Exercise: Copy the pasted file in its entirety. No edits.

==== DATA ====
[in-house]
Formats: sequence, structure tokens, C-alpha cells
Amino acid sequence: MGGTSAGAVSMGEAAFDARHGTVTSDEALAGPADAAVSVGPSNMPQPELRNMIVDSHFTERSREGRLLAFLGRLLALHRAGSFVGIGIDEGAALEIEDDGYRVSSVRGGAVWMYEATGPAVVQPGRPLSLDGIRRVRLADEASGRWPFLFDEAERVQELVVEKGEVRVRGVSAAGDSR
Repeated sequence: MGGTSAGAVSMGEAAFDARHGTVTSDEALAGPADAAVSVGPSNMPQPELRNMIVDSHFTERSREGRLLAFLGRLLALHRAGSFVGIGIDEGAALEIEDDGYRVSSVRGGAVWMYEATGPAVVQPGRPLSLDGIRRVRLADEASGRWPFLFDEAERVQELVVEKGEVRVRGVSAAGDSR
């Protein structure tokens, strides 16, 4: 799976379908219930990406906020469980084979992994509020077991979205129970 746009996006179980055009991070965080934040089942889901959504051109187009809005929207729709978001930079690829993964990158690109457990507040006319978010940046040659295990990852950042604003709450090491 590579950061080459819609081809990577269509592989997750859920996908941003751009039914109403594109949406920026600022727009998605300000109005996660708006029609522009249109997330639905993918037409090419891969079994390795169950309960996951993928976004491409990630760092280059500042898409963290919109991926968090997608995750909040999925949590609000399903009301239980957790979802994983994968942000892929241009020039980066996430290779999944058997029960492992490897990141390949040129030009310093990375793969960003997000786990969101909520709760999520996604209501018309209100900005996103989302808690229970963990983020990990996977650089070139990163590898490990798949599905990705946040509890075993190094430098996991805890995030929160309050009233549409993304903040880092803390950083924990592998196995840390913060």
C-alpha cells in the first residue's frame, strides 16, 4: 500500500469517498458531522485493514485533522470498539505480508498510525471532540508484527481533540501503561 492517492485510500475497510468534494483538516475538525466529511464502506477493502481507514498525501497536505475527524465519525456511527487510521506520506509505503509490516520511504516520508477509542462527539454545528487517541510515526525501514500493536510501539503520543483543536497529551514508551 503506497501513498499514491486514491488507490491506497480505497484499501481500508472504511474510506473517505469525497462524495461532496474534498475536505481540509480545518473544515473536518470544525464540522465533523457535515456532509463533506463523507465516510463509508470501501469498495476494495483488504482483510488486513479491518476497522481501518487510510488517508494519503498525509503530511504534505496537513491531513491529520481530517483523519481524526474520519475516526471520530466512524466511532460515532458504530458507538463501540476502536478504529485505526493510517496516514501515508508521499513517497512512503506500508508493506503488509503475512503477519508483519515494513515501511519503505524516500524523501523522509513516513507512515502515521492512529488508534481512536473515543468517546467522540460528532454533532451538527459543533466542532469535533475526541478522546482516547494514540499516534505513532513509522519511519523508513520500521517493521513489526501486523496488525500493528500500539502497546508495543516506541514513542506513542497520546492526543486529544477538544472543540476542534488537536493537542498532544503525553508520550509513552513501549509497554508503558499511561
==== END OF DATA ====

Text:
[in-house]
Formats: sequence, structure tokens, C-alpha cells
Amino acid sequence: MGGTSAGAVSMGEAAFDARHGTVTSDEALAGPADAAVSVGPSNMPQPELRNMIVDSHFTERSREGRLLAFLGRLLALHRAGSFVGIGIDEGAALEIEDDGYRVSSVRGGAVWMYEATGPAVVQPGRPLSLDGIRRVRLADEASGRWPFLFDEAERVQELVVEKGEVRVRGVSAAGDSR
Repeated sequence: MGGTSAGAVSMGEAAFDARHGTVTSDEALAGPADAAVSVGPSNMPQPELRNMIVDSHFTERSREGRLLAFLGRLLALHRAGSFVGIGIDEGAALEIEDDGYRVSSVRGGAVWMYEATGPAVVQPGRPLSLDGIRRVRLADEASGRWPFLFDEAERVQELVVEKGEVRVRGVSAAGDSR
């Protein structure tokens, strides 16, 4: 799976379908219930990406906020469980084979992994509020077991979205129970 746009996006179980055009991070965080934040089942889901959504051109187009809005929207729709978001930079690829993964990158690109457990507040006319978010940046040659295990990852950042604003709450090491 590579950061080459819609081809990577269509592989997750859920996908941003751009039914109403594109949406920026600022727009998605300000109005996660708006029609522009249109997330639905993918037409090419891969079994390795169950309960996951993928976004491409990630760092280059500042898409963290919109991926968090997608995750909040999925949590609000399903009301239980957790979802994983994968942000892929241009020039980066996430290779999944058997029960492992490897990141390949040129030009310093990375793969960003997000786990969101909520709760999520996604209501018309209100900005996103989302808690229970963990983020990990996977650089070139990163590898490990798949599905990705946040509890075993190094430098996991805890995030929160309050009233549409993304903040880092803390950083924990592998196995840390913060």
C-alpha cells in the first residue's frame, strides 16, 4: 500500500469517498458531522485493514485533522470498539505480508498510525471532540508484527481533540501503561 492517492485510500475497510468534494483538516475538525466529511464502506477493502481507514498525501497536505475527524465519525456511527487510521506520506509505503509490516520511504516520508477509542462527539454545528487517541510515526525501514500493536510501539503520543483543536497529551514508551 503506497501513498499514491486514491488507490491506497480505497484499501481500508472504511474510506473517505469525497462524495461532496474534498475536505481540509480545518473544515473536518470544525464540522465533523457535515456532509463533506463523507465516510463509508470501501469498495476494495483488504482483510488486513479491518476497522481501518487510510488517508494519503498525509503530511504534505496537513491531513491529520481530517483523519481524526474520519475516526471520530466512524466511532460515532458504530458507538463501540476502536478504529485505526493510517496516514501515508508521499513517497512512503506500508508493506503488509503475512503477519508483519515494513515501511519503505524516500524523501523522509513516513507512515502515521492512529488508534481512536473515543468517546467522540460528532454533532451538527459543533466542532469535533475526541478522546482516547494514540499516534505513532513509522519511519523508513520500521517493521513489526501486523496488525500493528500500539502497546508495543516506541514513542506513542497520546492526543486529544477538544472543540476542534488537536493537542498532544503525553508520550509513552513501549509497554508503558499511561